In any event, I was thinking about all that reading Janey's remarks and Mike Casserly's interesting op-ed in Sunday's WaPo. Casserly is exactly right that governance changes alone don't solve anything. Paul Hill made that point in greater depth in this paper a few years back. But where I think Mike gets it wrong, or doesn't engage enough, is the question of the best way to get to alignment and clarity in a place like D.C. I think the notion that consolidating power and accountability and reworking the system that way, with that leverage point, rather than trying to do it through a demonstrably dysfunctional governance arrangement is a very plausible theory of action. And, since the process that puts in place a mayoral takeover, the option on the table now, has to be democratic at some level -- mayoral election, state legislature, etc...I don't see it as illegitimate. Likewise, it doesn't have to be permanent, either. Further, in this case, as Mike points out, the redundancy in education governance in Washington is almost comical. D.C. could do a lot worse than look to Hawaii for some ideas on having a unified state/school district structure since there is only one school district in Washington in the first place. So Mike's right about the core issues, but I'm not sure the process question, how to get there, is nearly as encouraging as he makes it out to be. In other words, I don't have much confidence in the current arrangements in D.C. to bring about the changes, even with the pressure of the growing market share of charters.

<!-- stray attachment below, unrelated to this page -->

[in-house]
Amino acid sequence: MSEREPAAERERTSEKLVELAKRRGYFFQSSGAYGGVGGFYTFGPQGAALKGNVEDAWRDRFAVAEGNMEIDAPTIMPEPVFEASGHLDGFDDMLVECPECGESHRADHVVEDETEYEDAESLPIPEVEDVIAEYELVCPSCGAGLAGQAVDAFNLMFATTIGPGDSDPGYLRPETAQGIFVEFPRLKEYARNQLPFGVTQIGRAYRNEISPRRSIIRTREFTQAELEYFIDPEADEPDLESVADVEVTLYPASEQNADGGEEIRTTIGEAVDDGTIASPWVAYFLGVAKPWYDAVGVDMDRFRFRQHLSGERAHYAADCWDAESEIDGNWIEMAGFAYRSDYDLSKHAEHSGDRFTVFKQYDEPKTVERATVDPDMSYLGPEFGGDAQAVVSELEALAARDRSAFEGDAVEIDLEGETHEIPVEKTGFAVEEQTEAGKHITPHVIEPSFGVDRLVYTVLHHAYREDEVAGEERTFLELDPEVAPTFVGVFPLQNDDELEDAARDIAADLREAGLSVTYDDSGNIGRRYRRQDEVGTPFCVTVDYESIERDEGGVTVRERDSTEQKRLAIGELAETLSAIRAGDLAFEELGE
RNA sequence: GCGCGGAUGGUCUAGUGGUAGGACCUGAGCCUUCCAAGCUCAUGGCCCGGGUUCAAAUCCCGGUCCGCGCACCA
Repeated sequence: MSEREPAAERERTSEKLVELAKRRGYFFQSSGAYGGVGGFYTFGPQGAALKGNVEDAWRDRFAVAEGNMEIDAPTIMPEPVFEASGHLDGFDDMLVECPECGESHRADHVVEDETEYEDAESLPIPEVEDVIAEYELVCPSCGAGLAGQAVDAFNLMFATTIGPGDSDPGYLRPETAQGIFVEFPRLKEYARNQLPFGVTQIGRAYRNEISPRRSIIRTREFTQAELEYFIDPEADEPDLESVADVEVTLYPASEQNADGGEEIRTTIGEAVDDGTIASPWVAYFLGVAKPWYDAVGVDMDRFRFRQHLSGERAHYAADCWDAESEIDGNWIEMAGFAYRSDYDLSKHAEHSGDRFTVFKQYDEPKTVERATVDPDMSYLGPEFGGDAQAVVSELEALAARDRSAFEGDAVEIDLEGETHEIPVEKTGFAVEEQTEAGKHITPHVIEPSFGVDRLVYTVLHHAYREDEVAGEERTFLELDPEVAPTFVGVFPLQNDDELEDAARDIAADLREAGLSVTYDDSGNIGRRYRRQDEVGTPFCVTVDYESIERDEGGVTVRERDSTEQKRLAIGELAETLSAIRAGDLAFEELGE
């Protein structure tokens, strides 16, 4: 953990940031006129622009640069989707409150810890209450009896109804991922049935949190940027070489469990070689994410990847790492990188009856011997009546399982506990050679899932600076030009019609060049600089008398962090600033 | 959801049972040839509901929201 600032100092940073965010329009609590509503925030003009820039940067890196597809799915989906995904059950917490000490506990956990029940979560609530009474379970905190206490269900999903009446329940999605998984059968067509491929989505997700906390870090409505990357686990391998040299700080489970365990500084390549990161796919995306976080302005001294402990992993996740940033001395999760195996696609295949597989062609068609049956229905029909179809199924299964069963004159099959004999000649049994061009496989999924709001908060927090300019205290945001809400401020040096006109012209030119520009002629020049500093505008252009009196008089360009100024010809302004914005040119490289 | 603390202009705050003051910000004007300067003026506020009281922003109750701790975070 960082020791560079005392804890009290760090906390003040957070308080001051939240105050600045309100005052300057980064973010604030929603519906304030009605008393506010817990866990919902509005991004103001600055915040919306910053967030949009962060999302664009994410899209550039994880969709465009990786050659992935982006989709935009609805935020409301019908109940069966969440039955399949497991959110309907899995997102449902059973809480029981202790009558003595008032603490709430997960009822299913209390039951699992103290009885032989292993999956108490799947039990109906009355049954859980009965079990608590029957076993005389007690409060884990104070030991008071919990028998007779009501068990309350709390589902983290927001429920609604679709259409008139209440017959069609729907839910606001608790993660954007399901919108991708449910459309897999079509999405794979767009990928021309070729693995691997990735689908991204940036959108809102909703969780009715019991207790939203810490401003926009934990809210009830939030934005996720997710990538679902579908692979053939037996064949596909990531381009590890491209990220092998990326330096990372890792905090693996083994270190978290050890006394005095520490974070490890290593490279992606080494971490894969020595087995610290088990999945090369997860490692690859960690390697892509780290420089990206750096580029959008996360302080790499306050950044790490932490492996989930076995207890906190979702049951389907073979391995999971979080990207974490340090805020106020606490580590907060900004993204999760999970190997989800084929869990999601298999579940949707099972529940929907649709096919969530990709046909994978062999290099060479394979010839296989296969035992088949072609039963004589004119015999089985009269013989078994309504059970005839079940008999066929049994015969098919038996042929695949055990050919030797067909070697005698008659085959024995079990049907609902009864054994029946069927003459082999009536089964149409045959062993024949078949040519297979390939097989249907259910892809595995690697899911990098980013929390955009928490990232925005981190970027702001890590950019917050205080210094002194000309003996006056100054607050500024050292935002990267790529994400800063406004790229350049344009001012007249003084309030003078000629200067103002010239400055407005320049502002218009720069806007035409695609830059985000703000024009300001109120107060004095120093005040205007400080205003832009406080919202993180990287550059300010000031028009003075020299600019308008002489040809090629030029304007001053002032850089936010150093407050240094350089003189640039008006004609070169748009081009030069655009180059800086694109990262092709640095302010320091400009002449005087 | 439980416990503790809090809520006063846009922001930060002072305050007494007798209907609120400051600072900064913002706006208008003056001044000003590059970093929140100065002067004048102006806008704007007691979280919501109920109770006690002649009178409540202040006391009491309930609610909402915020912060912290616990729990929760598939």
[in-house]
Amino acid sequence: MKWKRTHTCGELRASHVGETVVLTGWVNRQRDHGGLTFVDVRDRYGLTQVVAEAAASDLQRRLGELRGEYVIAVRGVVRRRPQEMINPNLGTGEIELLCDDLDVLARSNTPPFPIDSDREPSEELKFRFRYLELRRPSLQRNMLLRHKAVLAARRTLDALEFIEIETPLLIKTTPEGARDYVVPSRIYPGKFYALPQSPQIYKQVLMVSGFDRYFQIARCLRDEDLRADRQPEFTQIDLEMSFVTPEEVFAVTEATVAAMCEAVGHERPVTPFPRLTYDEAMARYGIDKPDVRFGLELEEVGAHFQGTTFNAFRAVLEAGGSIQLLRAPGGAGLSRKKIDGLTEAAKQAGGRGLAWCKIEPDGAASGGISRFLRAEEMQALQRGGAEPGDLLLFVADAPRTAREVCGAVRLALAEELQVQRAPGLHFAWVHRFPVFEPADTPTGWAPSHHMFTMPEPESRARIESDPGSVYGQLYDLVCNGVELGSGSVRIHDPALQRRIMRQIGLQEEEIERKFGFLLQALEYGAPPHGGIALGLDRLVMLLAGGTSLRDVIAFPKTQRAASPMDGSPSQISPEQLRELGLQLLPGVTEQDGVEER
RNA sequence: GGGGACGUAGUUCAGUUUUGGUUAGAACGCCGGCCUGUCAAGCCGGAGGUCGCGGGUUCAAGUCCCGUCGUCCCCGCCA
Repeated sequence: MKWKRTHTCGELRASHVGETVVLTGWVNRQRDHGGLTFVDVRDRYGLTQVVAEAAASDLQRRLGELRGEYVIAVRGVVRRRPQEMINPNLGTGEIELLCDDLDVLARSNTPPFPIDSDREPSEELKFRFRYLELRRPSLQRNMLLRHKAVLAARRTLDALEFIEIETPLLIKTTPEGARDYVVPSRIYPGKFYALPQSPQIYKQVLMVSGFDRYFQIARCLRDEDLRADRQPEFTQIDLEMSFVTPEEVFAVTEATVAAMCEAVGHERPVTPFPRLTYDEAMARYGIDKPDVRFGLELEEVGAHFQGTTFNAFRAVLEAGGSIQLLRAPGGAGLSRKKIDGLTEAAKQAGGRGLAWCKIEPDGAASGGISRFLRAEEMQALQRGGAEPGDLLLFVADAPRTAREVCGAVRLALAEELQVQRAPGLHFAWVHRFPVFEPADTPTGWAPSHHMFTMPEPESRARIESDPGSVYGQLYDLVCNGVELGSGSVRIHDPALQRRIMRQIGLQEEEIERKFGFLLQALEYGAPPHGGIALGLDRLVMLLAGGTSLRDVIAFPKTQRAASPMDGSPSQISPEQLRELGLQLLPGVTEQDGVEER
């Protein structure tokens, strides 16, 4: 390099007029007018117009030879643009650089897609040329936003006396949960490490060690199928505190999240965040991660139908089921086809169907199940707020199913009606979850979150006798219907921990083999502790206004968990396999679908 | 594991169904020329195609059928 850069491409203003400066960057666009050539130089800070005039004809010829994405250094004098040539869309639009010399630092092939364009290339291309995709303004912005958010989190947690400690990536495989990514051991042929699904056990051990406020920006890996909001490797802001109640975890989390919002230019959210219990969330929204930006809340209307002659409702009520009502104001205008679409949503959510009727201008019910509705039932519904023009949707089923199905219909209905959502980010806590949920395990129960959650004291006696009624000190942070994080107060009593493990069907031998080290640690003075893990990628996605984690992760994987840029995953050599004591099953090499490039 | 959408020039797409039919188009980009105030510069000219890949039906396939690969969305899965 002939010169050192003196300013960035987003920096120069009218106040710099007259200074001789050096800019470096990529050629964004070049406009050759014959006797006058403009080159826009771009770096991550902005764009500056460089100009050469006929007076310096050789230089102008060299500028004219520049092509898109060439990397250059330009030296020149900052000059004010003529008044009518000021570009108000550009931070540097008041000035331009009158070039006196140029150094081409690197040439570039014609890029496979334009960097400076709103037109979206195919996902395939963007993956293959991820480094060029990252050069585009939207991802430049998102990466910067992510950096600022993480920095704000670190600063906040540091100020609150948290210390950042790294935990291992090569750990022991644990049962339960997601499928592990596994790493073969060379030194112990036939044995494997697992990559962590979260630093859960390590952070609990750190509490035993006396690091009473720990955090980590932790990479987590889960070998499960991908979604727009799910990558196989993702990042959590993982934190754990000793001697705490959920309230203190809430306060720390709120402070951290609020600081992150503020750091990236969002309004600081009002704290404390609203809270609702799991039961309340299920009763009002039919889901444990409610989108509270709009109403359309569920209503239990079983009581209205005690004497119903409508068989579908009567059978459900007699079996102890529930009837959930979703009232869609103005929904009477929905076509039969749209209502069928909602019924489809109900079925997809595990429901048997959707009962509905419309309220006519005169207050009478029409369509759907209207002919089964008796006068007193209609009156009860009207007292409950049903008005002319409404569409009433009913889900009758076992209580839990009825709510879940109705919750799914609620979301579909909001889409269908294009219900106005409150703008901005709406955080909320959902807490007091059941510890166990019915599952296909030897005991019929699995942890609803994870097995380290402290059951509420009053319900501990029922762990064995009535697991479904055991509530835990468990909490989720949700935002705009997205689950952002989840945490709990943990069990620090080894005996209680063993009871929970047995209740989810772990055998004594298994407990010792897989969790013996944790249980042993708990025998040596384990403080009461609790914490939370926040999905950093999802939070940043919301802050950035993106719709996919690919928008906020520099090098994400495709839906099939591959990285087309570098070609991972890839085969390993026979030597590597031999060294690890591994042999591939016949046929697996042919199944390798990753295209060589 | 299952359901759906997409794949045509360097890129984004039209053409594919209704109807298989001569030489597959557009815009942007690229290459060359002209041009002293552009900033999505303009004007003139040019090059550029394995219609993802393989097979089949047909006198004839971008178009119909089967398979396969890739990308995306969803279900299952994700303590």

Update: Sara Mead, who knows much more about D.C.'s education scene than most, makes some good points about going the Hawaii route and I should have been clearer. I'm not saying that D.C. should adopt the HI model whole hog. Rather, I'm merely saying that there is a lot of redundancy and even considering the pluralism around charter schools and the dual responsibilities of being a state and a school district, there are ways to structure governance that are a lot more streamlined, aligned, and effective than the system now and HI shows that.
Posted at 9:44 AM |Comments: 0 | Link to this item | Email this postWednesday, November 29, 2006
New Edublog: Early Stories
You probably need another edublog like you need one of these, but here's one worth checking out: Early Stories. It's the blog of Richard Colvin, who runs the Hechinger Institute on Education and the Media. Richard's a big wheel in education journalism and knows early-childhood issues so keep your eye on his blog -- especially if you want to know what went wrong/right when a big edustory breaks or if early-childhood is your thing. There's been some hoping Richard would stick his toe in the bloggy swamp, and now he's here. Welcome.
Posted at 4:59 PM |Comments: 0 | Link to this item | Email this post
In his comprehensive write-up of likely Bush Administration targets for more aggressive oversight and investigations in National Journal's election post-mortem issue ($), Brian Friel, who covers the edubeat for NJ, didn't highlight Reading First? The CW is that incoming Chairman Miller wants his committee to look into it, does Friel know something he's not spilling? Or is this issue just considered way too B-list to matter?
Posted at 8:29 AM |Comments: 0 | Link to this item | Email this post
Great Scott! Or Delayed Rheeax?
All you need to know about where education politics are heading over time can be found in the tag line of this Ed Week commentary...but the whole thing is worth reading. Cue the AFTies to tell us how deluded we all are and what dupes those CA legislators were.
Posted at 8:21 AM |Comments: 0 | Link to this item | Email this postEvents, The Acceptable Alternative To Work!
Why actually produce work, when you can go to events, see your friends and colleagues, eat someone else's food, and all under the guise of doing your job? Here are two in the next two weeks for you to check out. First, tomorrow (28th), at the National Press Club, The Century Foundation is hosting a prebut session about race and integration in schools (pdf). With the SCOTUS set to hear arguments on two cases next month, now's your chance to get up to speed. They've compiled a diverse group.